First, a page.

FTC Loses one And That’s “OK”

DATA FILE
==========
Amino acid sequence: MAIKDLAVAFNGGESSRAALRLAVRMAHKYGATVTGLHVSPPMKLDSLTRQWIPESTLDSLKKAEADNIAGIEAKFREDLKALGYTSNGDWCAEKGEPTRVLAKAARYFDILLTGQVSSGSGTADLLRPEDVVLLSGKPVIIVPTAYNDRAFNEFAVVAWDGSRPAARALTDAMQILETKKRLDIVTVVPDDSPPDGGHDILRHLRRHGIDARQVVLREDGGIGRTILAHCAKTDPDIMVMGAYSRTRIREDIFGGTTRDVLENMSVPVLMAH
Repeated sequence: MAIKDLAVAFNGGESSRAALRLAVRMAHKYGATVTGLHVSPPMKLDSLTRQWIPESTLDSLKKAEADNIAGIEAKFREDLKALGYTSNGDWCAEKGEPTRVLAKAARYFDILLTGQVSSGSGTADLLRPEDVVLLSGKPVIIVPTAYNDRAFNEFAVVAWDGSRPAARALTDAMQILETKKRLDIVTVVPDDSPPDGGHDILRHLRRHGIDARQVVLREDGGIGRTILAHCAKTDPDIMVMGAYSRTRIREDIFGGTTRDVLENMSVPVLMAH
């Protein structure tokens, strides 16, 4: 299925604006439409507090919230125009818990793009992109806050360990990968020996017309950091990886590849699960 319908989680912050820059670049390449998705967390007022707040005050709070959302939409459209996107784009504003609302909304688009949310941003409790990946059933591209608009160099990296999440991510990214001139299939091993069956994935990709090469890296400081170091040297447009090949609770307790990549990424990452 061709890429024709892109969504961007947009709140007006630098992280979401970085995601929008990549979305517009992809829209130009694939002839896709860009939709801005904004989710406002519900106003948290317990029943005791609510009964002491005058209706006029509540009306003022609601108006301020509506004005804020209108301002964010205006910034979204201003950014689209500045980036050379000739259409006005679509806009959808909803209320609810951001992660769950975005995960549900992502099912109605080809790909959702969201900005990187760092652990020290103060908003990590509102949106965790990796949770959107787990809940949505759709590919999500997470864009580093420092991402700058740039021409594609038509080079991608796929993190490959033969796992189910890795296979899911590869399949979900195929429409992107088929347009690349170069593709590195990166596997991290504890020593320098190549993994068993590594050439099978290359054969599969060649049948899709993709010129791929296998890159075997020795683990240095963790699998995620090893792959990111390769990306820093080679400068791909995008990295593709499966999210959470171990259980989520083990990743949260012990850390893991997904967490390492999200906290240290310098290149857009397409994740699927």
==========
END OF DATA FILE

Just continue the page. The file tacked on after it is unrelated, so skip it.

The FTC lost a motion for summary judgment in a deceptive practices act case recently. The FTC filed suit against a company called WKMS, Inc. an online company that referred consumers to payday lenders. According to the FTC, the company’s Web site collected bank account information from consumers as part of the loan referral process. Once that was completed, the site offered the consumers the opportunity to sign up for monthly discount programs through banner ads and pop up windows. The FTC alleged that the site misled consumers and debited their bank accounts without their consent. The FTC asked for a summary judgment — a finding that the case was so clear there was no need to go to trial. But the court said no. What saved WKMS, at least for now? Two things. First, consumers could not sign up for the discount programs without hitting an OK button, indicating their consent to the program. Second, most site visitors didn’t sign up, indicating that people who actually paid attention knew what they were doing. The lesson? If you’re offering a product or service online, the best proof that the consumer actually ordered the stuff is make sure the consumer has to take some affirmative step to make the order. It’s not fool proof, but it may keep the FTC at bay.